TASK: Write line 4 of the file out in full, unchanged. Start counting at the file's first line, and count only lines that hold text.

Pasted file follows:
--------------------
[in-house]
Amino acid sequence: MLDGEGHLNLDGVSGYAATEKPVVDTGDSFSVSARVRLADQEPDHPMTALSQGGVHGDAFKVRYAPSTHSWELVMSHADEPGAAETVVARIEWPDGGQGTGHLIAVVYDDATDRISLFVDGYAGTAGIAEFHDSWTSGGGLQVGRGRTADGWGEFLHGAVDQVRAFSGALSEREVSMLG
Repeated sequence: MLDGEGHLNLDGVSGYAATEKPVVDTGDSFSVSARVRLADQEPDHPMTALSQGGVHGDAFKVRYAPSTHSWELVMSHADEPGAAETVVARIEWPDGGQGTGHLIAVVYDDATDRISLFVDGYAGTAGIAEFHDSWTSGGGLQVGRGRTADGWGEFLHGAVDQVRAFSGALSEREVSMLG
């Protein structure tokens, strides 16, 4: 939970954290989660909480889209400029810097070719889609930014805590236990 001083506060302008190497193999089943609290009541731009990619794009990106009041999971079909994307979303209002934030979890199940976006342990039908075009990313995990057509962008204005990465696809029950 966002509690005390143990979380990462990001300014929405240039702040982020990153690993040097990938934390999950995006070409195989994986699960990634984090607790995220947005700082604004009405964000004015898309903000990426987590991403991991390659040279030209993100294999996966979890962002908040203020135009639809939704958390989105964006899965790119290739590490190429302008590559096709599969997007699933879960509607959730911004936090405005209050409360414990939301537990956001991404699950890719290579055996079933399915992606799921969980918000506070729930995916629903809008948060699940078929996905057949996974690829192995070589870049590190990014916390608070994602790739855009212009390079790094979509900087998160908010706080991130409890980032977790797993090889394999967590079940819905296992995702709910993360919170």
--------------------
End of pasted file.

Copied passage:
């Protein structure tokens, strides 16, 4: 939970954290989660909480889209400029810097070719889609930014805590236990 001083506060302008190497193999089943609290009541731009990619794009990106009041999971079909994307979303209002934030979890199940976006342990039908075009990313995990057509962008204005990465696809029950 966002509690005390143990979380990462990001300014929405240039702040982020990153690993040097990938934390999950995006070409195989994986699960990634984090607790995220947005700082604004009405964000004015898309903000990426987590991403991991390659040279030209993100294999996966979890962002908040203020135009639809939704958390989105964006899965790119290739590490190429302008590559096709599969997007699933879960509607959730911004936090405005209050409360414990939301537990956001991404699950890719290579055996079933399915992606799921969980918000506070729930995916629903809008948060699940078929996905057949996974690829192995070589870049590190990014916390608070994602790739855009212009390079790094979509900087998160908010706080991130409890980032977790797993090889394999967590079940819905296992995702709910993360919170």